China will have a big bearing on the dollar. There is a slow burning fuse under the dollar. Even if the U.S.’s economic power were to wane, it is important to stress that the U.S. is still the world’s major economy. There are no credible alternatives to the dollar. Long after the UK ceased to be the world’s major economy a century ago, sterling remained the world’s reserve currency for some time. During this crisis it was noteworthy that, despite much negative sentiment towards the dollar, in the time of trouble the depth and liquidity of U.S. financial markets helped support the dollar as a safe haven.

Furthermore, it would not be a surprise if – as a result of this crisis – more countries learned the lesson of Asian economies after their crisis, and decided to accumulate foreign exchange reserves. During this crisis those countries with high FX reserves were afforded an additional degree of protection. Of course, not all reserves need be in dollars. Even now, countries with large reserve holdings do not actively want to sell the dollar. It is not in their interests to do so. Instead of this active diversification – or outright selling of U.S. assets – there is what I call “passive diversification”, whereby a smaller but still sizeable proportion of their net new reserves are allocated to dollars.

For its reserve currency status the dollar needs to retain its status as the medium of exchange and as a store of value. Interestingly, China and Brazil recently agreed to pay each other in their own currencies, not in dollars as is the norm, whilst the pressure China has put on America regarding the dollar’s value highlights the concern some have over its future value.

China still has a huge balance of payments: its surplus reached 9.6 per cent of GDP last year. The authorities have kept the yuan stable versus the dollar, although this has meant it has appreciated on a trade weighted basis. The Chinese are also, it seems, encouraging trade settlement in Chinese yuan. Yet the reality is the Chinese yuan needs to become fully convertible for it to challenge the dollar and that is not going to happen any time soon. In the future I would expect to see more countries manage their exchange rate against the currencies of the countries with which they trade. This, plus the new trade corridors I mentioned earlier, and the likelihood of increased investment flows into emerging economies with higher growth rates, may all suggest downward pressure on the dollar. But this is likely to be a slow process.

On the global stage, China’s rise is also leading to the rise of State Capitalism. A couple of years ago we looked at this in the context of Sovereign Wealth Funds. Add in large foreign exchange reserves, government pension funds and state owned enterprises, and the role of the state has become far more important.

Finally, China’s influence on global policy forum is important. Already this crisis has seen a shift, with the G20 (Group of Twenty) taking a prominent role. The Chinese took a pro-active role ahead of the London Summit, which was welcome, and is perhaps a sign of things to come. One wonders, however, whether it is the G2 of the US and China that might emerge as the real power. Earlier this year President Obama signaled a shift from the Strategic Economic Dialogue, to the Strategic and Economic Dialogue. This extra word “and” signals perhaps a significant change.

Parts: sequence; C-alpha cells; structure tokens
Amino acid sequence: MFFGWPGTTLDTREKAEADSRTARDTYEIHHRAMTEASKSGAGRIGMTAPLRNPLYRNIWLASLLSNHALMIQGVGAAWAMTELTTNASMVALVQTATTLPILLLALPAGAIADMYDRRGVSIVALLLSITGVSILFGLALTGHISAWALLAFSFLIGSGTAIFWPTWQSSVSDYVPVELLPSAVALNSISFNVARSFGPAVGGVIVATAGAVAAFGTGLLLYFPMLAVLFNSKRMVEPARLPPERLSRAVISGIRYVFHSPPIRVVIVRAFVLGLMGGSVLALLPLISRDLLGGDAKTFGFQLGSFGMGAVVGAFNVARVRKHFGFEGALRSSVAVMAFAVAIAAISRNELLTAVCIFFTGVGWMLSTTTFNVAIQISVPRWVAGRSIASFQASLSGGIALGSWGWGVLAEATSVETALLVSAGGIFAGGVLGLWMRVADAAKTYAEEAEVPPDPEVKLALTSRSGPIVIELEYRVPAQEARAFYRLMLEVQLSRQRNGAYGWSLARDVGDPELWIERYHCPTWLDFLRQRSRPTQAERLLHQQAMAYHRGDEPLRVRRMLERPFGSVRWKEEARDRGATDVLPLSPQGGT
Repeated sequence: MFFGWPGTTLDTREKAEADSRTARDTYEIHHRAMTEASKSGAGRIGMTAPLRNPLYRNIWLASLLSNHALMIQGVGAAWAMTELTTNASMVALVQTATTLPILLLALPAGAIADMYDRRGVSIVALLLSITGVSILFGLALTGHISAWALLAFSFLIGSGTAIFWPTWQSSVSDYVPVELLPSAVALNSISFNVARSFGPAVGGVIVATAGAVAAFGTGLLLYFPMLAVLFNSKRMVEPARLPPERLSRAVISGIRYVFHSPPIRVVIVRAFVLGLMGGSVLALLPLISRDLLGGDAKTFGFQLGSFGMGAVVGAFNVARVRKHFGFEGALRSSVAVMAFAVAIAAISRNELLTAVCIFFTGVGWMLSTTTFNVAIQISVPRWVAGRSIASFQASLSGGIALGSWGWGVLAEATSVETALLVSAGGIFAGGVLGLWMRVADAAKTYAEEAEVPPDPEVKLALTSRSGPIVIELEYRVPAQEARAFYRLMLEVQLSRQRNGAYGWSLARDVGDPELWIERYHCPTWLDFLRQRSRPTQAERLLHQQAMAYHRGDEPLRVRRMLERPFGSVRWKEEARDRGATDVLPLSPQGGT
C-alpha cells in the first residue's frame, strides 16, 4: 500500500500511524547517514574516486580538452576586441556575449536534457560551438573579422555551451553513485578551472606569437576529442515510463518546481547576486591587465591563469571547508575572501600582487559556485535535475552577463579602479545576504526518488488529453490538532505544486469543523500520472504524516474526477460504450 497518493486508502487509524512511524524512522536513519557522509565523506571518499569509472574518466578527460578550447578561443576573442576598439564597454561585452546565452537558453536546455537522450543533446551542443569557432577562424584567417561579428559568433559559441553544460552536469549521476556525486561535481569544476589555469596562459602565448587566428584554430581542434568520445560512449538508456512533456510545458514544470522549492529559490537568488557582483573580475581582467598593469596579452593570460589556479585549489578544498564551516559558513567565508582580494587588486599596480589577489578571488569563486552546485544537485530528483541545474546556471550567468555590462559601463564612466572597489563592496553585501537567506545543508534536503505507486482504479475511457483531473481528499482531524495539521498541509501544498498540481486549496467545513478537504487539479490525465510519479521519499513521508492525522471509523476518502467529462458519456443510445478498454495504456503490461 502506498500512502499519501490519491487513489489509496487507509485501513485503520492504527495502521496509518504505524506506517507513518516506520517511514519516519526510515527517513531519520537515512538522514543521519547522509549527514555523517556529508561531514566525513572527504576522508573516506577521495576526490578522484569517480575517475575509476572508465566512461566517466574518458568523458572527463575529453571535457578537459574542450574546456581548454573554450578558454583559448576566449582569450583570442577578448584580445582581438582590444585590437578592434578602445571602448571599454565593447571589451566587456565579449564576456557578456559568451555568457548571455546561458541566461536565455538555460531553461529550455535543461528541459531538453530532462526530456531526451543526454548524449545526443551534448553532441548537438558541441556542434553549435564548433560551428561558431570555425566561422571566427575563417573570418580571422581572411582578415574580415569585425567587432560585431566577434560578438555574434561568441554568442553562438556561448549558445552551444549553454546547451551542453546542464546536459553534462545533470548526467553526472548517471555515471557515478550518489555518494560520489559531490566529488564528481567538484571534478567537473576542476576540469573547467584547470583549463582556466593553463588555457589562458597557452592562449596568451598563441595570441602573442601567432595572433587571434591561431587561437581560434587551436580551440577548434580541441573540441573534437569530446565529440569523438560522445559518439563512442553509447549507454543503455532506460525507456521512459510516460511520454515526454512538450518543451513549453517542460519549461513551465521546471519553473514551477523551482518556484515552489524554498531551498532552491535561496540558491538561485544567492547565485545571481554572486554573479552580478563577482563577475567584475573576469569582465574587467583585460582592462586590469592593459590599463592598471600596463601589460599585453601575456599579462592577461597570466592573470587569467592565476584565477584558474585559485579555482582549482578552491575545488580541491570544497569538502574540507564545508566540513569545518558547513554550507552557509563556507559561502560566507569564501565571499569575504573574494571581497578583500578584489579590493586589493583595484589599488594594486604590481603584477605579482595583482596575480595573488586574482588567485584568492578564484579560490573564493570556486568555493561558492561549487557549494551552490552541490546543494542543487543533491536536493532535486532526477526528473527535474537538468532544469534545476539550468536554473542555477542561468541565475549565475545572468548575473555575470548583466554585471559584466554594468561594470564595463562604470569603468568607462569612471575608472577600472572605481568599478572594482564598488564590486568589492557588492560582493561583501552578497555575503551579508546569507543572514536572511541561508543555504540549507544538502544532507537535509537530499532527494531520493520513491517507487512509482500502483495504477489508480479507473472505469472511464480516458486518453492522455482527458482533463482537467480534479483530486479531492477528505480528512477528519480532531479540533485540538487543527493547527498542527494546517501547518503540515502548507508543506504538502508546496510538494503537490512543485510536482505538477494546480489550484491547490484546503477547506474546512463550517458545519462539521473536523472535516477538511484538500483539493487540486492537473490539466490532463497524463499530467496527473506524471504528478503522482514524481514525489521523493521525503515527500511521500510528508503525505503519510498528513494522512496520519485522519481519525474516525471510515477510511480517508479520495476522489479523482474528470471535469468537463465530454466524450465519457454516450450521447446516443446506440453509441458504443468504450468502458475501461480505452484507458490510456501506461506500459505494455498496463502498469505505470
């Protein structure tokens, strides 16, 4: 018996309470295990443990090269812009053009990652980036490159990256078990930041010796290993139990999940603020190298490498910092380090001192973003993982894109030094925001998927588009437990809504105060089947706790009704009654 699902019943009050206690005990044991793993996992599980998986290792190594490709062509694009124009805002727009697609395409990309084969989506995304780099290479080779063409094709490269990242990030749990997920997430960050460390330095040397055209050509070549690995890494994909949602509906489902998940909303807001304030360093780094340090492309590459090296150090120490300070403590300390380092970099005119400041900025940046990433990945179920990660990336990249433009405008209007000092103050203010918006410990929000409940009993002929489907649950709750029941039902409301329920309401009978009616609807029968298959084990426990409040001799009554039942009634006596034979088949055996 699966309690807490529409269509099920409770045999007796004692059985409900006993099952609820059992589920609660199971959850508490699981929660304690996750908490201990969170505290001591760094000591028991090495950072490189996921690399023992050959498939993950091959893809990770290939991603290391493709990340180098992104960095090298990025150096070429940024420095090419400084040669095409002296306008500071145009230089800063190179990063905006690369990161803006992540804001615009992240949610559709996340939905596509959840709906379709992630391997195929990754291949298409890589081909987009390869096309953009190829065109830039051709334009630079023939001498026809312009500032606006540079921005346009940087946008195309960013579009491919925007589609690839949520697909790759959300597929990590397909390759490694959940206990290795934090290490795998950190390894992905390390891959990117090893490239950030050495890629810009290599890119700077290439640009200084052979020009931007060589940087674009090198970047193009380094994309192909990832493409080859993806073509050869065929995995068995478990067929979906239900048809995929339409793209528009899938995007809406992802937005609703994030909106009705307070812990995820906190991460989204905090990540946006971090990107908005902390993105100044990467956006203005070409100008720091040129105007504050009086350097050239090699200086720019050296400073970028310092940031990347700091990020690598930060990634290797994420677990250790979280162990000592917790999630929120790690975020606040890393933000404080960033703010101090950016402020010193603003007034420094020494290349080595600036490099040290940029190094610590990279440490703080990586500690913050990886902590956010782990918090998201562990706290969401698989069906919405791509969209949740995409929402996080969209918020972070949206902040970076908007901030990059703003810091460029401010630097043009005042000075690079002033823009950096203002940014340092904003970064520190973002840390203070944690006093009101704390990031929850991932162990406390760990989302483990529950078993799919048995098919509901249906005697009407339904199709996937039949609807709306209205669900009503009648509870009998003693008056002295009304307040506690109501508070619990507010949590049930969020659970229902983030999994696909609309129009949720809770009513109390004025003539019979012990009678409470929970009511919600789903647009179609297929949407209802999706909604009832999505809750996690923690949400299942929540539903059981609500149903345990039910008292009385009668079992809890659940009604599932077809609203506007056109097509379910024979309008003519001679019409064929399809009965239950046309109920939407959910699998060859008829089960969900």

We welcome comments that advance the story through relevant opinion, anecdotes, links and data. If you see a comment that you believe is irrelevant or inappropriate, you can flag it to our editors by using the report abuse links. Views expressed in the comments do not represent those of Reuters. For more information on our comment policy, see

Hopefully (coming from the UK) the government can ween itself off the “leverage” binge it’s been on and start encouraging real productivity, growth and stability after having presided over a decade or so of the exporting of the drivers of productivity and growth to the Asia region in search of short-term benefits from cheap labour, less (or no) labour regulations and cheap over-heads, which is looking more like an own goal to me. Unfortunately I’m not convinced they haven’t completely lost the plot. Are they only going for short-term personal (or small group of recipients) gain?

Posted by Peter H | Report as abusive

Sir; while I agree with your broad view on China being the second major player on driving the world economy particularly on commodities and household electronics. There is one glaring flaw which might throw a spanner in its works, in its charge forward and that is internal politics China is not a democracy and its relationships with most of the other great powers and economies will always be viewed suspicously. Should the Chinese move to a democratic system their rewards may be greater and its influence stronger, but as things stand in my view it will only go so far and is very close to that now. Already in my country Australia there is a desire to limit Chinas ownership in companies due to the states hand in behind the scenes control and boardroom pressure. Most democracies baulk at this type of control by a second country on their economic checks and balances, but not usually if the company is in the free market and under normal market controls from a second country and also democratic. How do you punish a director of a said company where he is to a certain degree working under the second countries direction and not acting for the best interest of all shareholders and stakeholders as all directors should be. Second country meddling and actions seeking to manipulate markets cannot be tolerated especially from organized dictatorships. Close bonds and mutual aid and respected between democracies and above all trust are the main base to good free business.